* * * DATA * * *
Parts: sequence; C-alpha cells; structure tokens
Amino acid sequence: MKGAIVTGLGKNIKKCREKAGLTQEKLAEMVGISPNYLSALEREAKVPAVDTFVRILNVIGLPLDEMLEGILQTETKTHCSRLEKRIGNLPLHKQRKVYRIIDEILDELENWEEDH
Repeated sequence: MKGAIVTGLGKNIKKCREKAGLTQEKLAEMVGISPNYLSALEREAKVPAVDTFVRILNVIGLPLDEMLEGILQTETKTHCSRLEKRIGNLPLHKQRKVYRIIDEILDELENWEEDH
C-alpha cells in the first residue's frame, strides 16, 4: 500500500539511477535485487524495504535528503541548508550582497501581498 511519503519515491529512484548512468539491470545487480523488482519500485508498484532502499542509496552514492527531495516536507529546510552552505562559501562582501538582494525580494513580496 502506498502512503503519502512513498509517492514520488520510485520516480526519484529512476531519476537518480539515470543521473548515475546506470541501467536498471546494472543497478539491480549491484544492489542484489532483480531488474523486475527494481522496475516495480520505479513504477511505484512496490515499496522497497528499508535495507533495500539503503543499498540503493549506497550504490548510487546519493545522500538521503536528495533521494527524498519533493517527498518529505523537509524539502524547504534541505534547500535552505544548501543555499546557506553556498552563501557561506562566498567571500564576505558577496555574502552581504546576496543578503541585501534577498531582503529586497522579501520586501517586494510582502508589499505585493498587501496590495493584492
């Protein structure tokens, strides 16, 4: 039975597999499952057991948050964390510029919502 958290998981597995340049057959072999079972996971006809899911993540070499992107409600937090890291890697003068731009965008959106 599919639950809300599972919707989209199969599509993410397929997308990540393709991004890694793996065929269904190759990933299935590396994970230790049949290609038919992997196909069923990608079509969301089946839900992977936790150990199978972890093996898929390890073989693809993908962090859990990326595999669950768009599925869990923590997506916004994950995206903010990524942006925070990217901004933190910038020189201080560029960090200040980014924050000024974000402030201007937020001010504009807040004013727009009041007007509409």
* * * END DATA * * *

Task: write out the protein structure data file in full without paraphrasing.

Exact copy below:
Parts: sequence; C-alpha cells; structure tokens
Amino acid sequence: MKGAIVTGLGKNIKKCREKAGLTQEKLAEMVGISPNYLSALEREAKVPAVDTFVRILNVIGLPLDEMLEGILQTETKTHCSRLEKRIGNLPLHKQRKVYRIIDEILDELENWEEDH
Repeated sequence: MKGAIVTGLGKNIKKCREKAGLTQEKLAEMVGISPNYLSALEREAKVPAVDTFVRILNVIGLPLDEMLEGILQTETKTHCSRLEKRIGNLPLHKQRKVYRIIDEILDELENWEEDH
C-alpha cells in the first residue's frame, strides 16, 4: 500500500539511477535485487524495504535528503541548508550582497501581498 511519503519515491529512484548512468539491470545487480523488482519500485508498484532502499542509496552514492527531495516536507529546510552552505562559501562582501538582494525580494513580496 502506498502512503503519502512513498509517492514520488520510485520516480526519484529512476531519476537518480539515470543521473548515475546506470541501467536498471546494472543497478539491480549491484544492489542484489532483480531488474523486475527494481522496475516495480520505479513504477511505484512496490515499496522497497528499508535495507533495500539503503543499498540503493549506497550504490548510487546519493545522500538521503536528495533521494527524498519533493517527498518529505523537509524539502524547504534541505534547500535552505544548501543555499546557506553556498552563501557561506562566498567571500564576505558577496555574502552581504546576496543578503541585501534577498531582503529586497522579501520586501517586494510582502508589499505585493498587501496590495493584492
């Protein structure tokens, strides 16, 4: 039975597999499952057991948050964390510029919502 958290998981597995340049057959072999079972996971006809899911993540070499992107409600937090890291890697003068731009965008959106 599919639950809300599972919707989209199969599509993410397929997308990540393709991004890694793996065929269904190759990933299935590396994970230790049949290609038919992997196909069923990608079509969301089946839900992977936790150990199978972890093996898929390890073989693809993908962090859990990326595999669950768009599925869990923590997506916004994950995206903010990524942006925070990217901004933190910038020189201080560029960090200040980014924050000024974000402030201007937020001010504009807040004013727009009041007007509409």